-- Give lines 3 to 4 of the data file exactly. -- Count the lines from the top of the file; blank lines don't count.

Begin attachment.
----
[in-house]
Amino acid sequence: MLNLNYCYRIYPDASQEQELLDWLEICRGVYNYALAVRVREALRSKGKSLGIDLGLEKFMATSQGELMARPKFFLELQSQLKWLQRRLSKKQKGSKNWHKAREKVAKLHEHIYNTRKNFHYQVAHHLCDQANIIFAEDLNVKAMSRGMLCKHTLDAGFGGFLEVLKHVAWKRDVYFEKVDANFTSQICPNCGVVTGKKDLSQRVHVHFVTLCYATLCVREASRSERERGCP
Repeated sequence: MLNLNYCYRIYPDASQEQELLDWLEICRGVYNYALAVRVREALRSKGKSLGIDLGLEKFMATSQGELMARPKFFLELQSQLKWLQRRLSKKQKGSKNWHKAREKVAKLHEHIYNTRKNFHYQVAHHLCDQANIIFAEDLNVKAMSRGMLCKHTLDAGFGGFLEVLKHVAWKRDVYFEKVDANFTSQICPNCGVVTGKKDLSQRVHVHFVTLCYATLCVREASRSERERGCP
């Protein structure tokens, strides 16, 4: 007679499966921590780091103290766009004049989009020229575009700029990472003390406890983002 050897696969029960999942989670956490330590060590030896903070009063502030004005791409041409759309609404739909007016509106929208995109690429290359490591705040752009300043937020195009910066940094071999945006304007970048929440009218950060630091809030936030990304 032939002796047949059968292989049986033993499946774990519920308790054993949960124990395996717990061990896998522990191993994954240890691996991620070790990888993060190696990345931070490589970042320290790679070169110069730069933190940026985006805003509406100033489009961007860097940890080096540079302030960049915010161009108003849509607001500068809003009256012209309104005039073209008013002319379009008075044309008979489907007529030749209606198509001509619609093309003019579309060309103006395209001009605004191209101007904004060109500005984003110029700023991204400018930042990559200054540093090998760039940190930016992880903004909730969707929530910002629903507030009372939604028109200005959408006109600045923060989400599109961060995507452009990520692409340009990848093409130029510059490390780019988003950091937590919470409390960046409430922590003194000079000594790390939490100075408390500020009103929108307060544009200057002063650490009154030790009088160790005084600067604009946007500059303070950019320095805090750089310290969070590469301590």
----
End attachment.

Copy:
Repeated sequence: MLNLNYCYRIYPDASQEQELLDWLEICRGVYNYALAVRVREALRSKGKSLGIDLGLEKFMATSQGELMARPKFFLELQSQLKWLQRRLSKKQKGSKNWHKAREKVAKLHEHIYNTRKNFHYQVAHHLCDQANIIFAEDLNVKAMSRGMLCKHTLDAGFGGFLEVLKHVAWKRDVYFEKVDANFTSQICPNCGVVTGKKDLSQRVHVHFVTLCYATLCVREASRSERERGCP
């Protein structure tokens, strides 16, 4: 007679499966921590780091103290766009004049989009020229575009700029990472003390406890983002 050897696969029960999942989670956490330590060590030896903070009063502030004005791409041409759309609404739909007016509106929208995109690429290359490591705040752009300043937020195009910066940094071999945006304007970048929440009218950060630091809030936030990304 032939002796047949059968292989049986033993499946774990519920308790054993949960124990395996717990061990896998522990191993994954240890691996991620070790990888993060190696990345931070490589970042320290790679070169110069730069933190940026985006805003509406100033489009961007860097940890080096540079302030960049915010161009108003849509607001500068809003009256012209309104005039073209008013002319379009008075044309008979489907007529030749209606198509001509619609093309003019579309060309103006395209001009605004191209101007904004060109500005984003110029700023991204400018930042990559200054540093090998760039940190930016992880903004909730969707929530910002629903507030009372939604028109200005959408006109600045923060989400599109961060995507452009990520692409340009990848093409130029510059490390780019988003950091937590919470409390960046409430922590003194000079000594790390939490100075408390500020009103929108307060544009200057002063650490009154030790009088160790005084600067604009946007500059303070950019320095805090750089310290969070590469301590």